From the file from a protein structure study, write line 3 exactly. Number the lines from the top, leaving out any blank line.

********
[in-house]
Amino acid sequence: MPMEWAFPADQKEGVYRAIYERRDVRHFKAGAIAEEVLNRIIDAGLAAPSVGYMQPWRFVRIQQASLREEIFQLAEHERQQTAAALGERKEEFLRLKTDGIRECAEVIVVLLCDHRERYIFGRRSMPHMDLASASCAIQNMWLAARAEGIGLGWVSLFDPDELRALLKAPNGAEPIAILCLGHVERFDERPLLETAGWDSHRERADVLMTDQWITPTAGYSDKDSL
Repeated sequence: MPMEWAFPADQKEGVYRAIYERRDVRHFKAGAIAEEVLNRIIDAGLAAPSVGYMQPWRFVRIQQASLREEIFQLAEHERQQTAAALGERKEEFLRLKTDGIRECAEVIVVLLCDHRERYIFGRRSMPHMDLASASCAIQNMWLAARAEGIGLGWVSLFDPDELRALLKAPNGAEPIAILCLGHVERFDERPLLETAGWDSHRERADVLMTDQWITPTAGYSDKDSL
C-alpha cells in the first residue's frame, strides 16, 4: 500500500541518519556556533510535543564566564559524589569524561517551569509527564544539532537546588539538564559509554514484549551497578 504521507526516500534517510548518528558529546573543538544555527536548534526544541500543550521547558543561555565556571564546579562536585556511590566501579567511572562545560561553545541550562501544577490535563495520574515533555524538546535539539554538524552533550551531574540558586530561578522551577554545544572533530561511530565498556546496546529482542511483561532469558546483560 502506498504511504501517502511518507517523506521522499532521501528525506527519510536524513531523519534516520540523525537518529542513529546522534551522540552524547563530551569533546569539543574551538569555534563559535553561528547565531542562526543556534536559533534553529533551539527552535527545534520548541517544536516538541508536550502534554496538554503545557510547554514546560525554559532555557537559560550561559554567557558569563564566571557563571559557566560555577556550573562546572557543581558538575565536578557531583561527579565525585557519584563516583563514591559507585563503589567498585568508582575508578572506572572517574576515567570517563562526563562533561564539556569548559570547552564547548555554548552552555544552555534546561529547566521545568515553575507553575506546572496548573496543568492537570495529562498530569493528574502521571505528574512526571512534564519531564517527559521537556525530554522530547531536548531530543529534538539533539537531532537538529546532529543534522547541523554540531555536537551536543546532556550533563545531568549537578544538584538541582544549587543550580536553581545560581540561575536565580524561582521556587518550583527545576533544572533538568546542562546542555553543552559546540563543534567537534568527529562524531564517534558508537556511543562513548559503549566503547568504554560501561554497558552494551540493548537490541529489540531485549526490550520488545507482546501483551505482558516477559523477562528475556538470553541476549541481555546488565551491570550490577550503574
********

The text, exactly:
Repeated sequence: MPMEWAFPADQKEGVYRAIYERRDVRHFKAGAIAEEVLNRIIDAGLAAPSVGYMQPWRFVRIQQASLREEIFQLAEHERQQTAAALGERKEEFLRLKTDGIRECAEVIVVLLCDHRERYIFGRRSMPHMDLASASCAIQNMWLAARAEGIGLGWVSLFDPDELRALLKAPNGAEPIAILCLGHVERFDERPLLETAGWDSHRERADVLMTDQWITPTAGYSDKDSL